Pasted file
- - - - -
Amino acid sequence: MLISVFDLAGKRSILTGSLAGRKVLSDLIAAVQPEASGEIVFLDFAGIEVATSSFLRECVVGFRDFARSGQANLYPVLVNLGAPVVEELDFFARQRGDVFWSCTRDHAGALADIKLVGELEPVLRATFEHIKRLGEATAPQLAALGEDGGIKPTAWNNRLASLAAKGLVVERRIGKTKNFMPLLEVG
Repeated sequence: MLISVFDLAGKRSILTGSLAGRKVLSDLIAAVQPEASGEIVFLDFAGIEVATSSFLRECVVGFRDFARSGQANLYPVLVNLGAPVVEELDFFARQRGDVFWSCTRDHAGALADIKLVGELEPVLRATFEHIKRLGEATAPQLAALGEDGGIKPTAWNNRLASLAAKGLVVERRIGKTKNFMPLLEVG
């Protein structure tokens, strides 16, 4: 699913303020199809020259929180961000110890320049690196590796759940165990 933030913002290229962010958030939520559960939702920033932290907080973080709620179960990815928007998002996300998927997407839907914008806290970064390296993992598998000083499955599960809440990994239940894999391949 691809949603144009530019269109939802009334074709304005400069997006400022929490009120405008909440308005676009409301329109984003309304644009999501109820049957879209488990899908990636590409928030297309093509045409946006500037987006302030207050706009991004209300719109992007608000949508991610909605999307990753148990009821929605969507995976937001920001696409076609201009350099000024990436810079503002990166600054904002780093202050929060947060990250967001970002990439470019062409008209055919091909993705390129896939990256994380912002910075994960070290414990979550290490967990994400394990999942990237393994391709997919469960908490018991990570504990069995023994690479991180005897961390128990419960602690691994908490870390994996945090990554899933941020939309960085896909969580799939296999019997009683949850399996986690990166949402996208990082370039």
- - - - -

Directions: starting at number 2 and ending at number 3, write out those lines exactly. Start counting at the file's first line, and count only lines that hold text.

Repeated sequence: MLISVFDLAGKRSILTGSLAGRKVLSDLIAAVQPEASGEIVFLDFAGIEVATSSFLRECVVGFRDFARSGQANLYPVLVNLGAPVVEELDFFARQRGDVFWSCTRDHAGALADIKLVGELEPVLRATFEHIKRLGEATAPQLAALGEDGGIKPTAWNNRLASLAAKGLVVERRIGKTKNFMPLLEVG
């Protein structure tokens, strides 16, 4: 699913303020199809020259929180961000110890320049690196590796759940165990 933030913002290229962010958030939520559960939702920033932290907080973080709620179960990815928007998002996300998927997407839907914008806290970064390296993992598998000083499955599960809440990994239940894999391949 691809949603144009530019269109939802009334074709304005400069997006400022929490009120405008909440308005676009409301329109984003309304644009999501109820049957879209488990899908990636590409928030297309093509045409946006500037987006302030207050706009991004209300719109992007608000949508991610909605999307990753148990009821929605969507995976937001920001696409076609201009350099000024990436810079503002990166600054904002780093202050929060947060990250967001970002990439470019062409008209055919091909993705390129896939990256994380912002910075994960070290414990979550290490967990994400394990999942990237393994391709997919469960908490018991990570504990069995023994690479991180005897961390128990419960602690691994908490870390994996945090990554899933941020939309960085896909969580799939296999019997009683949850399996986690990166949402996208990082370039």